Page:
Jim Harrison: On Sept. 11, 2001, I was working for the city of Fulton in the engineering dept. We were working from the old Fulton State Hospital grounds in the old Hyde Building. It was a temporary set up.
I remember that some heard the news on the radio. No one knew exactly what happened at that time. We were working outside. Later the in the day the news came on the television. Then we could see what exactly what had happened.
Everyone was in shock, and we had difficulty relating to it at first. Feeling shaky and very nervous. I went outside to get some much-needed fresh air. I felt sad for those people who lost their lives that day.
Over the weeks and months that followed we became interested to find who was responsible for the attack. As time went on, and people talked about it more, it helped somewhat. But we will never forget the people that died and those who helped trying to save them. It was a wicked, evil and cowardly act.
Gemma Fickess: I was seated at my desktop working when a friend and co-walker popped into my office and said, "A plane just crashed into the World Trade Center." We had the same thought, how is that possible? After a few minutes we heard about the second plane. We joined the other staff in front of the TV and watched in stunned horror as all our illusions of security crumpled with the Towers.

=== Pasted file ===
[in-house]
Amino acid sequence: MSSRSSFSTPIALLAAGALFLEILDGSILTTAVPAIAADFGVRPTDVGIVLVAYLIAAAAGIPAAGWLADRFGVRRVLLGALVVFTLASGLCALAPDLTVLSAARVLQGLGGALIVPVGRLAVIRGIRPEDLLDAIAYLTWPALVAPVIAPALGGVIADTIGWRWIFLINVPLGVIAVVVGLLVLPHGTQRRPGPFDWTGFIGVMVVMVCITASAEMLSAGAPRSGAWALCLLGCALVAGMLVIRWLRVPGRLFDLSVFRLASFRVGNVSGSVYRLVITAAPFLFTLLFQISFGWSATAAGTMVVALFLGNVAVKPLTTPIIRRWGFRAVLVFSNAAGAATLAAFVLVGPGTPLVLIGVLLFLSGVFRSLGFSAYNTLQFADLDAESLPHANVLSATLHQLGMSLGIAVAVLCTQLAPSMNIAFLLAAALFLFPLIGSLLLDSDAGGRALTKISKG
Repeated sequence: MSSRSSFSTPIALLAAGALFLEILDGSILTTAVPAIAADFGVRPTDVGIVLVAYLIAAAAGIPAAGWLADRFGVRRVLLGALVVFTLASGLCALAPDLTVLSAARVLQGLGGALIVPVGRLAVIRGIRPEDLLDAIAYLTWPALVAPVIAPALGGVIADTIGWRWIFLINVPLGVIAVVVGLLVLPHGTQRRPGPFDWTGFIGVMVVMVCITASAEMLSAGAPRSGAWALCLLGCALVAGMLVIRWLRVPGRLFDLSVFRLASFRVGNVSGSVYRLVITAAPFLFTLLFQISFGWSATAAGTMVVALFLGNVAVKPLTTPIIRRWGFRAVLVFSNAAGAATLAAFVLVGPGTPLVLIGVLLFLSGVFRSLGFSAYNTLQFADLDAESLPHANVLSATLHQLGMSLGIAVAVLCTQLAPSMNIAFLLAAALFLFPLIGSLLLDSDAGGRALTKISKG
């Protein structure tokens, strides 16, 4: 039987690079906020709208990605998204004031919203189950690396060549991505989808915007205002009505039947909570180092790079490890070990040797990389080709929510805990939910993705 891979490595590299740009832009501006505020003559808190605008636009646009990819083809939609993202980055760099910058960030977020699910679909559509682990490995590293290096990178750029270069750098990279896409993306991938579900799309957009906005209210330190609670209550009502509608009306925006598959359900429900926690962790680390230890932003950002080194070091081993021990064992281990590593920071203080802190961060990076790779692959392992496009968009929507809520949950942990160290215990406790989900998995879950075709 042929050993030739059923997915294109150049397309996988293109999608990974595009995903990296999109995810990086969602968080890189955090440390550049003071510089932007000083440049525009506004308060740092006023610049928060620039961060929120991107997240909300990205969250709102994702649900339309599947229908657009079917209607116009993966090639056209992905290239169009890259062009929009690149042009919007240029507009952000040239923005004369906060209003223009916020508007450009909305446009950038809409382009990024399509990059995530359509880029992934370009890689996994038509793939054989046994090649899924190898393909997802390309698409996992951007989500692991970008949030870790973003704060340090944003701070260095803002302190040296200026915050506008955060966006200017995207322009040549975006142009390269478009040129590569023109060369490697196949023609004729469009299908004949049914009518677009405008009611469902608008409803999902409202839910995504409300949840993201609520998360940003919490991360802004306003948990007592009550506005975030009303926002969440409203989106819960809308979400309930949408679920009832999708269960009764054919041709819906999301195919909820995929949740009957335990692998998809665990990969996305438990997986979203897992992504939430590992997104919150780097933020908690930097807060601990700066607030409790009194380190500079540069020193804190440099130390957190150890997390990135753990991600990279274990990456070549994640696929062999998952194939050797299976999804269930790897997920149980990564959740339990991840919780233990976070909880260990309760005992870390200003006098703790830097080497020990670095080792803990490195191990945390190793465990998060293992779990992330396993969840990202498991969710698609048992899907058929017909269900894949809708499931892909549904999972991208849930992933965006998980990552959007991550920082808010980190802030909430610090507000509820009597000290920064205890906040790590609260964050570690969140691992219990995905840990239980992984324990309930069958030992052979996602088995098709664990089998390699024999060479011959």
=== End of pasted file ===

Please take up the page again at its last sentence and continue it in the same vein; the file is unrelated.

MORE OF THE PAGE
Gloria McIntire: I was seated in my comfortable chair watching the TV. The program at that time was featuring commercial after commercial. Then what looked like a plane falling from the sky as if it was going right for the TV. First, I thought that the plane had run out of gas and falling. Next I thought someone was playing a trick of those who were watching the TV. At a short time then there was the crash into the Tower. I was in total chock.
Greg Buschjost: I was in my truck driving to work when I first heard about a plane crashing into the World Trade Center. By the time I got to work and got my computer up and running the second tower had been hit. I teach science subjects at South Callaway High School. We spent most of the morning watching the updates instead of the planned science lesson.